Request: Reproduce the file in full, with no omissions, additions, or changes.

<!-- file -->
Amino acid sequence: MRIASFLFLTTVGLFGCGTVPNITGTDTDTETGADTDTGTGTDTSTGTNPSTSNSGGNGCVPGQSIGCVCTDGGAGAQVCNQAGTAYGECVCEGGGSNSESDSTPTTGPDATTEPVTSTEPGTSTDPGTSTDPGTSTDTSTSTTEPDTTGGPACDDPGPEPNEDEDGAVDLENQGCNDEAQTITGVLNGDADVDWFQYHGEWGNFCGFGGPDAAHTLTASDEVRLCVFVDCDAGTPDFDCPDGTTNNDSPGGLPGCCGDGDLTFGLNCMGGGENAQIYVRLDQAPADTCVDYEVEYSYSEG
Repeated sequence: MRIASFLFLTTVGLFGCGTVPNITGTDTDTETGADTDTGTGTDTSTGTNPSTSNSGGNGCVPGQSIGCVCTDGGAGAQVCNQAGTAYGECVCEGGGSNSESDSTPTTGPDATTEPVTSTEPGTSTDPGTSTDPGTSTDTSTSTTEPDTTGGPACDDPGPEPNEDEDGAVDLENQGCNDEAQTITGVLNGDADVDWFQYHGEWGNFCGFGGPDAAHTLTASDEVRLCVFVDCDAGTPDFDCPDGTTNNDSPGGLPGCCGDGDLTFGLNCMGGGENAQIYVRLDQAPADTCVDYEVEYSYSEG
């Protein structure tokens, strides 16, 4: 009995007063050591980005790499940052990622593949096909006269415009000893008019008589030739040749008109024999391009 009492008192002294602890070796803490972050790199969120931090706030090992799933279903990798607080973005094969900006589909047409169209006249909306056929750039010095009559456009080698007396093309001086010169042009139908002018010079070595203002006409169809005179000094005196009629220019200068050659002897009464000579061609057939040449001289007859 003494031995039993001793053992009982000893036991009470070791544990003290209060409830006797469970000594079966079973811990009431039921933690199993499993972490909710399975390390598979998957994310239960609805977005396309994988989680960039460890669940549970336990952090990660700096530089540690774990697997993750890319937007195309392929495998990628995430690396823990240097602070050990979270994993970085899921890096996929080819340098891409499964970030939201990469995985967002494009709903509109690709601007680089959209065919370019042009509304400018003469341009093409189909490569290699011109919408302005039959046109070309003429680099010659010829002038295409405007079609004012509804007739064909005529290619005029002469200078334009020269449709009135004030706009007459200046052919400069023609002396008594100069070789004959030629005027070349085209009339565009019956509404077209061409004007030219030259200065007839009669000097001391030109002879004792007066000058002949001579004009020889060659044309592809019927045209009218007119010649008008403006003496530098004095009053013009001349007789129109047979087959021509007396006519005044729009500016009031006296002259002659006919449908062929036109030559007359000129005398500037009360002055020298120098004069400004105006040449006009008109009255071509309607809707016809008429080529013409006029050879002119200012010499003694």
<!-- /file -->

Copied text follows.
Amino acid sequence: MRIASFLFLTTVGLFGCGTVPNITGTDTDTETGADTDTGTGTDTSTGTNPSTSNSGGNGCVPGQSIGCVCTDGGAGAQVCNQAGTAYGECVCEGGGSNSESDSTPTTGPDATTEPVTSTEPGTSTDPGTSTDPGTSTDTSTSTTEPDTTGGPACDDPGPEPNEDEDGAVDLENQGCNDEAQTITGVLNGDADVDWFQYHGEWGNFCGFGGPDAAHTLTASDEVRLCVFVDCDAGTPDFDCPDGTTNNDSPGGLPGCCGDGDLTFGLNCMGGGENAQIYVRLDQAPADTCVDYEVEYSYSEG
Repeated sequence: MRIASFLFLTTVGLFGCGTVPNITGTDTDTETGADTDTGTGTDTSTGTNPSTSNSGGNGCVPGQSIGCVCTDGGAGAQVCNQAGTAYGECVCEGGGSNSESDSTPTTGPDATTEPVTSTEPGTSTDPGTSTDPGTSTDTSTSTTEPDTTGGPACDDPGPEPNEDEDGAVDLENQGCNDEAQTITGVLNGDADVDWFQYHGEWGNFCGFGGPDAAHTLTASDEVRLCVFVDCDAGTPDFDCPDGTTNNDSPGGLPGCCGDGDLTFGLNCMGGGENAQIYVRLDQAPADTCVDYEVEYSYSEG
């Protein structure tokens, strides 16, 4: 009995007063050591980005790499940052990622593949096909006269415009000893008019008589030739040749008109024999391009 009492008192002294602890070796803490972050790199969120931090706030090992799933279903990798607080973005094969900006589909047409169209006249909306056929750039010095009559456009080698007396093309001086010169042009139908002018010079070595203002006409169809005179000094005196009629220019200068050659002897009464000579061609057939040449001289007859 003494031995039993001793053992009982000893036991009470070791544990003290209060409830006797469970000594079966079973811990009431039921933690199993499993972490909710399975390390598979998957994310239960609805977005396309994988989680960039460890669940549970336990952090990660700096530089540690774990697997993750890319937007195309392929495998990628995430690396823990240097602070050990979270994993970085899921890096996929080819340098891409499964970030939201990469995985967002494009709903509109690709601007680089959209065919370019042009509304400018003469341009093409189909490569290699011109919408302005039959046109070309003429680099010659010829002038295409405007079609004012509804007739064909005529290619005029002469200078334009020269449709009135004030706009007459200046052919400069023609002396008594100069070789004959030629005027070349085209009339565009019956509404077209061409004007030219030259200065007839009669000097001391030109002879004792007066000058002949001579004009020889060659044309592809019927045209009218007119010649008008403006003496530098004095009053013009001349007789129109047979087959021509007396006519005044729009500016009031006296002259002659006919449908062929036109030559007359000129005398500037009360002055020298120098004069400004105006040449006009008109009255071509309607809707016809008429080529013409006029050879002119200012010499003694």